Anyone that has been to the doctor recently knows just how out of control the costs of medical expenses have become. Meanwhile, it is becoming increasingly more popular for employers to offer high-deductible health insurance (HDHI). This is a combination that may lead to a situation where you are stuck owing a considerable amount…enter the health savings account (HSA).  

HSAs can be used to pay for qualifying out-of-pocket medical expenses using tax-free dollars. This includes:  

  • Deductibles

  • Copays

  • Coinsurance, etc.

As more employers have started to offer HDHI, HSAs are becoming more and more popular. HSAs offer a variety of tax advantages depending on your age, income and whether you have individual or family coverage. In order to qualify for an HSA, you must be covered under HDHI plan, as defined by the Internal Revenue Service.

HSA Tax Advantages                     

Contributions made to a HSA are tax-deductible, and contributions made by an employer are tax-free! Interest accrued in the HSA is also tax-free, and the accounts are “portable,” meaning they stay with you even if you change jobs or leave the workforce.

Individuals can withdraw money from a HSA without paying taxes to cover the cost of qualified medical expenses, but if the money goes toward nonmedical purposes, the amount is subject to income tax and an additional 20 percent tax.

Most importantly, unspent funds can remain in a HSA from year to year, unlike flexible spending accounts and health reimbursement accounts that require consumers to spend or lose the money that was set aside each year, meaning there is no pressure to “use it, or lose it”.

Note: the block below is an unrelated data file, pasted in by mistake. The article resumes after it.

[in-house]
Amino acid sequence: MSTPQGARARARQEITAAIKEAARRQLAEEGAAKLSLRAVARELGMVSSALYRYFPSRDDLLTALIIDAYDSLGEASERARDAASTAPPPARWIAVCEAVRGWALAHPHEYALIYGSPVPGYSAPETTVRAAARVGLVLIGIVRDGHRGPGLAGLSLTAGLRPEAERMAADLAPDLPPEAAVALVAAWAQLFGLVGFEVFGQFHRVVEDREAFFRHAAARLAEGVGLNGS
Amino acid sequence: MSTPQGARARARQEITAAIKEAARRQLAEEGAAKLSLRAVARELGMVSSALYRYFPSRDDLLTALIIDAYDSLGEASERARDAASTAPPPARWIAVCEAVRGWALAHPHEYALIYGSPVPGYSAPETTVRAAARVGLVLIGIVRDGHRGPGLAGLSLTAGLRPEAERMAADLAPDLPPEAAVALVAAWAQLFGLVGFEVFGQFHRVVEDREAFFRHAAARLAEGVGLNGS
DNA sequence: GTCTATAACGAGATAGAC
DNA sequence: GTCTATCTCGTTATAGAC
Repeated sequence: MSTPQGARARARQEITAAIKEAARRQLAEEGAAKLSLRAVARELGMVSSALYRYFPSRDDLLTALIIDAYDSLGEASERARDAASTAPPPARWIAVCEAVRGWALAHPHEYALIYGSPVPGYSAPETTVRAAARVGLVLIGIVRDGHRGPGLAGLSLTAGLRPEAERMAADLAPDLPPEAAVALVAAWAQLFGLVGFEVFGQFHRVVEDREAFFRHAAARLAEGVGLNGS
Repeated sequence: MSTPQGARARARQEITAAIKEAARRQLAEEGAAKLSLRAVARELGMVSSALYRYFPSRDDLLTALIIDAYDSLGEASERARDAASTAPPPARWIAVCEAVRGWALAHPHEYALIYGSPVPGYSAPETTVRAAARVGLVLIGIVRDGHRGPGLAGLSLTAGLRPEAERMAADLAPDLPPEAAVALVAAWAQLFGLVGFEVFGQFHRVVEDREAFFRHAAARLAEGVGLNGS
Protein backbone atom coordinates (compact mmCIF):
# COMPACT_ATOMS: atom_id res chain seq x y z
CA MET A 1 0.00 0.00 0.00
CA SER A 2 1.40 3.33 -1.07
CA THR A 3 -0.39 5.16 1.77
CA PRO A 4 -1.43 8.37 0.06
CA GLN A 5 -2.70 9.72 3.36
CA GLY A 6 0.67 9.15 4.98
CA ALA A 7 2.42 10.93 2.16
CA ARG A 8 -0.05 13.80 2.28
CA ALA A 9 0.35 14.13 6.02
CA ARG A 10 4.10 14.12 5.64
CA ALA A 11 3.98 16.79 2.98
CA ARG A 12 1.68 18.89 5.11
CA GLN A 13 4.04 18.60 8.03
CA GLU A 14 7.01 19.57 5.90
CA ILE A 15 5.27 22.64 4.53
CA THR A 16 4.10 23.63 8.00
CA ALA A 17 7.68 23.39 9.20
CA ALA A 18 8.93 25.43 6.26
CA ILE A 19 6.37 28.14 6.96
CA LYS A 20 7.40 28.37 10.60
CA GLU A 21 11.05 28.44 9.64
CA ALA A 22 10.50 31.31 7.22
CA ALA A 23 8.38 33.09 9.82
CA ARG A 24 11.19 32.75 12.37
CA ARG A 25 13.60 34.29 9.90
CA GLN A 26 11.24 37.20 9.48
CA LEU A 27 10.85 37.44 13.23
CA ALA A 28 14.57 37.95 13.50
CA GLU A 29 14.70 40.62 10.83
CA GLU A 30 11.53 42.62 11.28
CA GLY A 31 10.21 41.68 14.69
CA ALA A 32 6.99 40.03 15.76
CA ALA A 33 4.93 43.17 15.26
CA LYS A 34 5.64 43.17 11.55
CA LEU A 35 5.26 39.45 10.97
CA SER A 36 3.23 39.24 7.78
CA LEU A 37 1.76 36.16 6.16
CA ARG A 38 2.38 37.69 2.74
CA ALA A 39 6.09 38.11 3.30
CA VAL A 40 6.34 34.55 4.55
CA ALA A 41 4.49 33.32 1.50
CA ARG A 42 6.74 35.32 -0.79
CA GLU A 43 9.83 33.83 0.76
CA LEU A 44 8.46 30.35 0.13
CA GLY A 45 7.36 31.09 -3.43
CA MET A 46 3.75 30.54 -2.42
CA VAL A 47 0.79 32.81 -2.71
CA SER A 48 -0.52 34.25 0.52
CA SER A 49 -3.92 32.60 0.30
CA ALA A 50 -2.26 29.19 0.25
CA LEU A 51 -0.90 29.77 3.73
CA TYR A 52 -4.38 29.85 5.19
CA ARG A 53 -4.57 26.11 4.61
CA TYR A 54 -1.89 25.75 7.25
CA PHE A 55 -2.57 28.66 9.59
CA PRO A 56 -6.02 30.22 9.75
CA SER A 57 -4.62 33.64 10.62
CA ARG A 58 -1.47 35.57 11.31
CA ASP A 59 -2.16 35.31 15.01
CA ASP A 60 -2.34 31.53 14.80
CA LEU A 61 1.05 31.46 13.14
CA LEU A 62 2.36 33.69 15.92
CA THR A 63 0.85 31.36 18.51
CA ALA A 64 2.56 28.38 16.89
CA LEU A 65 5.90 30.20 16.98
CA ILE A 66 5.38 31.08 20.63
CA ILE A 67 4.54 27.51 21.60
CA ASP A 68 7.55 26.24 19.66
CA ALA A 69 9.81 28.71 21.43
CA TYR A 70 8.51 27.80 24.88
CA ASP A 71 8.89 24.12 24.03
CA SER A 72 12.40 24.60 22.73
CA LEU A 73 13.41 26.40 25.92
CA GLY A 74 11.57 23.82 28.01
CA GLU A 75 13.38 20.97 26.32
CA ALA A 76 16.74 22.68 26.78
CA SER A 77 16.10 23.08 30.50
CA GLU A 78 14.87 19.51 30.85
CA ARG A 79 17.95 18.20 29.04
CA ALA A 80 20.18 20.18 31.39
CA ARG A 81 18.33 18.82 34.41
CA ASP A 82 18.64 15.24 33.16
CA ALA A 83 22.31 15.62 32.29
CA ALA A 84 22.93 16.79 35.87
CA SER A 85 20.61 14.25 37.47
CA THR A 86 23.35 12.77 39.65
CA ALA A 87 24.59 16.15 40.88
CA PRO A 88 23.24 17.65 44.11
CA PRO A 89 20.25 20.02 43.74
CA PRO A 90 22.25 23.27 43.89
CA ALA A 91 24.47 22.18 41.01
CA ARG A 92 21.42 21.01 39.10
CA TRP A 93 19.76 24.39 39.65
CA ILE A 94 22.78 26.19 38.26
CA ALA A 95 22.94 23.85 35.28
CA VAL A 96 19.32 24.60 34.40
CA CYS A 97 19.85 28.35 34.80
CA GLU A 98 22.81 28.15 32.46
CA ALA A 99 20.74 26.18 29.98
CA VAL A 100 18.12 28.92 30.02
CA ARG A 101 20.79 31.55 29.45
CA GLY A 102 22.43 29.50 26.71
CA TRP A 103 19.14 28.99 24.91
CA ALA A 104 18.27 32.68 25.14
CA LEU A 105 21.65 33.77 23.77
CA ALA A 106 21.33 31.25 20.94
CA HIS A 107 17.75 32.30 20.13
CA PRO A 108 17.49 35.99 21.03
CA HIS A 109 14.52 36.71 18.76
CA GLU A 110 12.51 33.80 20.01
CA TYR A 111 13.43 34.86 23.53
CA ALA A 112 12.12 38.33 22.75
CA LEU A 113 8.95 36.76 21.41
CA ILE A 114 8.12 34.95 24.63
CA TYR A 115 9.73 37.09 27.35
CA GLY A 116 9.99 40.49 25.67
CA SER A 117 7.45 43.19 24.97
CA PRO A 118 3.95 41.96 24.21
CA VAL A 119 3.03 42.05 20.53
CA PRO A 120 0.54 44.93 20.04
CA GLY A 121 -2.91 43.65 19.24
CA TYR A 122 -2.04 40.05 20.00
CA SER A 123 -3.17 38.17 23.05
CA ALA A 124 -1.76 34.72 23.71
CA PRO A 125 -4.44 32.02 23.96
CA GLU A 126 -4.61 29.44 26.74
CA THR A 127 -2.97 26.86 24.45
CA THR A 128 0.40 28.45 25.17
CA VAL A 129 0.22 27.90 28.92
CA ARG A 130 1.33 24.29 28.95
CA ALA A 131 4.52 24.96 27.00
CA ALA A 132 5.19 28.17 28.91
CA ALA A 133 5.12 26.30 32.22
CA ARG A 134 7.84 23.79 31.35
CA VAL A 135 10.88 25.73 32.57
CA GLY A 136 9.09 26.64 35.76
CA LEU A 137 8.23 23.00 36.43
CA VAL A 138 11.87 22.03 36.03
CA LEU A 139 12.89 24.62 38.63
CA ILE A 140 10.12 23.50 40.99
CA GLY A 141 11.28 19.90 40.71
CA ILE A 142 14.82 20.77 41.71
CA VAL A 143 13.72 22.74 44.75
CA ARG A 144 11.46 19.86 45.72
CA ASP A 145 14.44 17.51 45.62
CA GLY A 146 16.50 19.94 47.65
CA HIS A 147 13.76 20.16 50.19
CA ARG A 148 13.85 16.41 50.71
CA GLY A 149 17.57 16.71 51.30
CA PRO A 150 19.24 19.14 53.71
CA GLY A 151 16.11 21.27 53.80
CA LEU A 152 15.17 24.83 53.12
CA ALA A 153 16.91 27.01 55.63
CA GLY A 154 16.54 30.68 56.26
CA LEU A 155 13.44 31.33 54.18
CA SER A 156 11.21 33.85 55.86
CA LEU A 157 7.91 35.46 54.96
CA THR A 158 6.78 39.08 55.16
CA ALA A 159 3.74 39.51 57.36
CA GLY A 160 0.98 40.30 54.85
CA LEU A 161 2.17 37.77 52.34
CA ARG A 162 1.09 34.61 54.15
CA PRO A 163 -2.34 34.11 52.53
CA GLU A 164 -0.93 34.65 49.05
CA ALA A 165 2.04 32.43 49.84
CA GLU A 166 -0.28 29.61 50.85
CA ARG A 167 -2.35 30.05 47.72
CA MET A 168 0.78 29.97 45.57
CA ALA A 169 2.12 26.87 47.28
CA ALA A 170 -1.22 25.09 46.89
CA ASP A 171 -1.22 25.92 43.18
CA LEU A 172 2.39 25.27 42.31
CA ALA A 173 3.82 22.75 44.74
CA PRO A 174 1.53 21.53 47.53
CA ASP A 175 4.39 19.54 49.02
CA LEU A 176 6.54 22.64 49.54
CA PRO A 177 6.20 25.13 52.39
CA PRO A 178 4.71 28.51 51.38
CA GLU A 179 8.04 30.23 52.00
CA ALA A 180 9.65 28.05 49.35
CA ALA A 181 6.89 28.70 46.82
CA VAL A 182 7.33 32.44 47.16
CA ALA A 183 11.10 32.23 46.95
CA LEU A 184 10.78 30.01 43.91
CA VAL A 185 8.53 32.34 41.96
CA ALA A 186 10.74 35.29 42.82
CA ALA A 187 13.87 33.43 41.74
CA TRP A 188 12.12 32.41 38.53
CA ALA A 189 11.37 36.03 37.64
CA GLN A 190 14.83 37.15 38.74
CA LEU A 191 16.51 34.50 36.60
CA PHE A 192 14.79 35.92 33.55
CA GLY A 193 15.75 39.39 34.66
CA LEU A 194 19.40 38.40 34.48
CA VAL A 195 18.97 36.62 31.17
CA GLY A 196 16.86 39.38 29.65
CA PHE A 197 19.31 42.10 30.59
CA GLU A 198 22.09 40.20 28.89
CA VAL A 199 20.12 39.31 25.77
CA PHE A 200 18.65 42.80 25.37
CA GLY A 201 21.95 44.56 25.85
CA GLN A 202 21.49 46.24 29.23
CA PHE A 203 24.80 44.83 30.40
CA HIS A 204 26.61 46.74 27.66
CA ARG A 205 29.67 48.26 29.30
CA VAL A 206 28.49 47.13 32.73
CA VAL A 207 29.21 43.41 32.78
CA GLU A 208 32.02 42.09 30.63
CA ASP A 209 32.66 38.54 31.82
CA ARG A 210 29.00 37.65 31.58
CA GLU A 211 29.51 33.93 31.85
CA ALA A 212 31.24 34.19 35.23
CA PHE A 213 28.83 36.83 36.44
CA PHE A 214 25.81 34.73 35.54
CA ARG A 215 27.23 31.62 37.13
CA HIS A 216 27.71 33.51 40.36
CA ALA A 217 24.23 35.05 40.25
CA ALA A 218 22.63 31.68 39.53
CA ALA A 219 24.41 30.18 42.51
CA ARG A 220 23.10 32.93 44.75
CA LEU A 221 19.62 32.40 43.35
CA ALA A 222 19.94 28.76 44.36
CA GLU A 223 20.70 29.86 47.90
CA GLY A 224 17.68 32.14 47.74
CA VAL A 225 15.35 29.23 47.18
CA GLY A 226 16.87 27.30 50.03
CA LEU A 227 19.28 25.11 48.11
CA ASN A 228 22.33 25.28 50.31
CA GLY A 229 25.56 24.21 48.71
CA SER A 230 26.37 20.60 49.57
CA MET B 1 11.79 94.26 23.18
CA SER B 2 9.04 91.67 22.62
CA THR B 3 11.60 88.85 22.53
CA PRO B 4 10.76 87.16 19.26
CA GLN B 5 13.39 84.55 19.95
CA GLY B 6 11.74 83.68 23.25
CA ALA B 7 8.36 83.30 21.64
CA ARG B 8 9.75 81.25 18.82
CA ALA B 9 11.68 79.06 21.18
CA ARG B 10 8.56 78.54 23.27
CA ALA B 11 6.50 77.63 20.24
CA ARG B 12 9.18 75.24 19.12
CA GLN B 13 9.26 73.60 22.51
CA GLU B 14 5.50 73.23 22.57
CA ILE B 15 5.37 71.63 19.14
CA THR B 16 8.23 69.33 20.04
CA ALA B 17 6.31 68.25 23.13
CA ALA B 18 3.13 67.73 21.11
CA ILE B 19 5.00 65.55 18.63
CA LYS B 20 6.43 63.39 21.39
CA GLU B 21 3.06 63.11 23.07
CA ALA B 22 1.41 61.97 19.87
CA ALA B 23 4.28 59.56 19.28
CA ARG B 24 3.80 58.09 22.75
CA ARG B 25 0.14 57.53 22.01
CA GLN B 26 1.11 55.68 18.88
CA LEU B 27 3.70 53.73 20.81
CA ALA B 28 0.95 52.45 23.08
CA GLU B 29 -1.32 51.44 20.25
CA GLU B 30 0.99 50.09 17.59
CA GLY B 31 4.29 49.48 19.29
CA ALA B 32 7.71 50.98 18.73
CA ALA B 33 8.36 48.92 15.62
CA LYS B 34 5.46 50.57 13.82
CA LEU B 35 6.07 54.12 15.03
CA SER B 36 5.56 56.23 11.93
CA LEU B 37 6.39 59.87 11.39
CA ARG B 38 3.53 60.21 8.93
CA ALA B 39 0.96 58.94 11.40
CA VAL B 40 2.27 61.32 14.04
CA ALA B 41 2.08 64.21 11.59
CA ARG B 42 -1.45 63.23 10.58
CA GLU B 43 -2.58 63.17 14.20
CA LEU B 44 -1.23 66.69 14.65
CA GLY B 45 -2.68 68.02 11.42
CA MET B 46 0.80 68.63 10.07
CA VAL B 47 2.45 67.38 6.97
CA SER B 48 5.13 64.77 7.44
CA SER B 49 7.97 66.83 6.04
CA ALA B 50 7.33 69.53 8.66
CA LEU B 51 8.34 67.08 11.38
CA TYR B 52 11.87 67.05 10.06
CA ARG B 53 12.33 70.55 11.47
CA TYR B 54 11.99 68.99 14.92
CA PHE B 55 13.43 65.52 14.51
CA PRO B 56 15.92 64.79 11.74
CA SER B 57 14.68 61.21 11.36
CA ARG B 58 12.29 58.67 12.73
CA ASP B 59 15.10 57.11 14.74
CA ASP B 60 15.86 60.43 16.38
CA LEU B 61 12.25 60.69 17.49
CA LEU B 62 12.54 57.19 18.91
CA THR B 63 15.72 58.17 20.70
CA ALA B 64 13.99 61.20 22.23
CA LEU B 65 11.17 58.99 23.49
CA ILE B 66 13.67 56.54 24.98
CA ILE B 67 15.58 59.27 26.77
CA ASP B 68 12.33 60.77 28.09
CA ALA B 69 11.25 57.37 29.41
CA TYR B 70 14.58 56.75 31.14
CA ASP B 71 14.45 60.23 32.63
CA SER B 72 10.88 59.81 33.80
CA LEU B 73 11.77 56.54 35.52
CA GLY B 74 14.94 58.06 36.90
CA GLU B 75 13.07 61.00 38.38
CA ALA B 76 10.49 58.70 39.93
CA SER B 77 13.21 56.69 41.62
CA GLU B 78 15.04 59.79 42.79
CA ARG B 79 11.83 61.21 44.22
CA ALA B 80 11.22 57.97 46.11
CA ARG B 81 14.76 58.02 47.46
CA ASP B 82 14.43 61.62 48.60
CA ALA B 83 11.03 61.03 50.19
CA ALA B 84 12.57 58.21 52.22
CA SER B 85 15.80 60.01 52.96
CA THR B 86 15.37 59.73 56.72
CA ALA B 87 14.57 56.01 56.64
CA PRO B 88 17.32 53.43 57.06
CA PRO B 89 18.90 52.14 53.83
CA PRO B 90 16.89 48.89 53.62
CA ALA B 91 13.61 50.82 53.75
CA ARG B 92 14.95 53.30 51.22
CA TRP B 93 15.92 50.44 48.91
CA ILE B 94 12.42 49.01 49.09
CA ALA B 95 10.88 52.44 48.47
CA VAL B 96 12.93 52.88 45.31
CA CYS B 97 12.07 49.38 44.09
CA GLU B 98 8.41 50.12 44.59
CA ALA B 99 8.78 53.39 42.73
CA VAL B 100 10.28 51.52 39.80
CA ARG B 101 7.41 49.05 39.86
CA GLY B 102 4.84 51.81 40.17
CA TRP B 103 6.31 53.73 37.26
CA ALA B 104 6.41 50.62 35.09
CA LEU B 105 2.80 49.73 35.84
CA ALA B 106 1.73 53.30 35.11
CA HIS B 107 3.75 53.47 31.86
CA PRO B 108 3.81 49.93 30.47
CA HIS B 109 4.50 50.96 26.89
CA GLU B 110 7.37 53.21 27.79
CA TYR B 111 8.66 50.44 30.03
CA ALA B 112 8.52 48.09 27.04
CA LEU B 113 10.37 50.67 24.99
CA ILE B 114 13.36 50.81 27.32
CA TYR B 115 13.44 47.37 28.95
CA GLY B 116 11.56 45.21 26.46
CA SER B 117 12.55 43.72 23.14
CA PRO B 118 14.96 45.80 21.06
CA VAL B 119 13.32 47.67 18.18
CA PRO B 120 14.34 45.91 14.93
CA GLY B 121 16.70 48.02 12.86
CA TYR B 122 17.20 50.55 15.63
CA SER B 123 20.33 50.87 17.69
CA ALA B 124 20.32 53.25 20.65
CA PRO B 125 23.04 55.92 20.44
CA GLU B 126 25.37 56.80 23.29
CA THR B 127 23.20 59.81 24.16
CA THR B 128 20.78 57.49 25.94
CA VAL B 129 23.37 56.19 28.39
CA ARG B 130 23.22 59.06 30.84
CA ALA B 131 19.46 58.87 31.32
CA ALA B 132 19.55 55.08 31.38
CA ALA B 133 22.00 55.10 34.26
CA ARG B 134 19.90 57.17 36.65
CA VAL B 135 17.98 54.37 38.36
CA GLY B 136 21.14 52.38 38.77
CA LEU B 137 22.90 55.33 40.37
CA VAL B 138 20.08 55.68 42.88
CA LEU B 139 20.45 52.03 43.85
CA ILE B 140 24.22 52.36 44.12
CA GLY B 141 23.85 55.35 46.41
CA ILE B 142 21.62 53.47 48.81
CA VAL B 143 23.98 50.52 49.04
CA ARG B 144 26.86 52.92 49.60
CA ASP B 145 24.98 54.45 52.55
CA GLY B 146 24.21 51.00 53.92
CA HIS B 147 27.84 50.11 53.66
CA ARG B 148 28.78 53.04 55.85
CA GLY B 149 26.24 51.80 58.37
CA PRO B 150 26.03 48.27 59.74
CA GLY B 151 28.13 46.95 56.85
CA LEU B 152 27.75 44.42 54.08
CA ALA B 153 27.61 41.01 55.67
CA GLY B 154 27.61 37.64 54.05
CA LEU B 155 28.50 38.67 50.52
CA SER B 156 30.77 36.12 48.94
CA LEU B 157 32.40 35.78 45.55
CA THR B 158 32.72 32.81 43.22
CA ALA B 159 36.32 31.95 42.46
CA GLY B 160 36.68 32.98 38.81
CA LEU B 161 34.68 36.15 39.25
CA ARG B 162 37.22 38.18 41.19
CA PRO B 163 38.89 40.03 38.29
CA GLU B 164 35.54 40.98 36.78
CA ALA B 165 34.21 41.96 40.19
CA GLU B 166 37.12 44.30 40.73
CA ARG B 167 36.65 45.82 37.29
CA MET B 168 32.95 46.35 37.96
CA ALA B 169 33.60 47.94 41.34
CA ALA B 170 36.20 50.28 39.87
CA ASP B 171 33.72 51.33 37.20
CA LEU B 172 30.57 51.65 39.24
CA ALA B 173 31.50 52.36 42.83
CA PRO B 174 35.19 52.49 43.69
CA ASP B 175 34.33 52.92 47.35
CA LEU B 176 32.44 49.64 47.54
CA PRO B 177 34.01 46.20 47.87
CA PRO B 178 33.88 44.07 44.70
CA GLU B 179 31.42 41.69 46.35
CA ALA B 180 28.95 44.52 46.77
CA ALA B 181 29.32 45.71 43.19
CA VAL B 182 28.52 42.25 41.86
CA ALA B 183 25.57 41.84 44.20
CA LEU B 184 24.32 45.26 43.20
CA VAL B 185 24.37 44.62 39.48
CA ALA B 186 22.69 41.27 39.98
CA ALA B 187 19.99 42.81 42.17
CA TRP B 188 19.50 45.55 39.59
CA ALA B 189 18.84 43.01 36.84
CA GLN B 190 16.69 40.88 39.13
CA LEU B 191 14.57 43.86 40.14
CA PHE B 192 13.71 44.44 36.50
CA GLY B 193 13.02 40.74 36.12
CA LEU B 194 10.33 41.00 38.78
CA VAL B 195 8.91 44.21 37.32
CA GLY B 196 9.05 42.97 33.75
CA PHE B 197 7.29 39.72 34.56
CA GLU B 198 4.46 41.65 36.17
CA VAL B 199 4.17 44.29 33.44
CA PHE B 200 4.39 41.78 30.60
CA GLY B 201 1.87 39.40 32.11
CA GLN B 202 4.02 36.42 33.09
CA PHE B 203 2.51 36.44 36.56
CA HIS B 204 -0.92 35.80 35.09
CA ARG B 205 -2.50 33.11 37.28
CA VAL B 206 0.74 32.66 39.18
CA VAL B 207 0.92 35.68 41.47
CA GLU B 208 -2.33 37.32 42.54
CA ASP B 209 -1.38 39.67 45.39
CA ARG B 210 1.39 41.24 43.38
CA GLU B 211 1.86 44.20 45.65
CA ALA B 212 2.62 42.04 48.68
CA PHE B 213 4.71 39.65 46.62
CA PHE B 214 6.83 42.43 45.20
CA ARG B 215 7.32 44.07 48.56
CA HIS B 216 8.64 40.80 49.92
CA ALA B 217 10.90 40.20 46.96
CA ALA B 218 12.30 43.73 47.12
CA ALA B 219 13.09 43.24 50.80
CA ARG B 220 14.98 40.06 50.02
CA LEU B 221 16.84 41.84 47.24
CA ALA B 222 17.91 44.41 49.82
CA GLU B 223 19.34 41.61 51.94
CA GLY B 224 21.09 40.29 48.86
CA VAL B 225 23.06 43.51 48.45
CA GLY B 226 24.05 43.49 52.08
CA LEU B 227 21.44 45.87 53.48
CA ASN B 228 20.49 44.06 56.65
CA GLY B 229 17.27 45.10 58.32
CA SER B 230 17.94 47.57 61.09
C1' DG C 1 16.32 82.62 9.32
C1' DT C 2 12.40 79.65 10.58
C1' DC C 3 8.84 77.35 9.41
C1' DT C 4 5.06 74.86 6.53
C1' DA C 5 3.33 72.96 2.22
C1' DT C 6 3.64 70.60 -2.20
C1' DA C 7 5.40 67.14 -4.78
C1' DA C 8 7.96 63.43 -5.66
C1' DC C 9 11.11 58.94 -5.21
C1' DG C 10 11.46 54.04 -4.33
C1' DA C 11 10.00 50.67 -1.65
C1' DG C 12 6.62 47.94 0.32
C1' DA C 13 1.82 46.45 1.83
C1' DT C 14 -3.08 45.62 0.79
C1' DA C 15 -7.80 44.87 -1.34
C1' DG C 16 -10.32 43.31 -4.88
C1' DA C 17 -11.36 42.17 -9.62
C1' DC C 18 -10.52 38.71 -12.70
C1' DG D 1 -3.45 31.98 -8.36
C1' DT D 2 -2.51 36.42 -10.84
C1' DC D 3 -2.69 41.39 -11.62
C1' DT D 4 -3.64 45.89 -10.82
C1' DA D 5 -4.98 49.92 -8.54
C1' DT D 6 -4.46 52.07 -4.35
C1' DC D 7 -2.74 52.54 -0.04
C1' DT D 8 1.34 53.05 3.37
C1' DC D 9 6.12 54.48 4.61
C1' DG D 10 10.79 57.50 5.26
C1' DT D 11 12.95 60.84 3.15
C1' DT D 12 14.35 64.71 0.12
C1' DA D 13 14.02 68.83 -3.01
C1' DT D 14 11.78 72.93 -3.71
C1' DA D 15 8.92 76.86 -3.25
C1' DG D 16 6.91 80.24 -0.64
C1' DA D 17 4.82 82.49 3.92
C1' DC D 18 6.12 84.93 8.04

Lastly, health savings accounts convert to typical individual retirement accounts once you reach retirement age. So if you use your HSA funds only for qualified medical expenses, you can net a triple tax break:

  1. You get the pre-tax benefits of an IRA;
  2. The tax-free withdrawal benefits of a Roth; and,
  3. The tax-free growth benefits of both. 

Otherwise, after age 65 you can spend the money on anything, but that money would be taxed, similar to IRA withdrawals.

If your health plan’s deductible (for 2015) is at least $1,300 ($2,600 for a family), you can open an HSA and contribute up to $3,350 per year for an individual, or $6,650 per family per year. As with an IRA, there’s also a “catch-up provision” that allows you to stash an extra $1,000 a year if you’re 55 or older, and these contributions are 100% tax deductible from your gross income.

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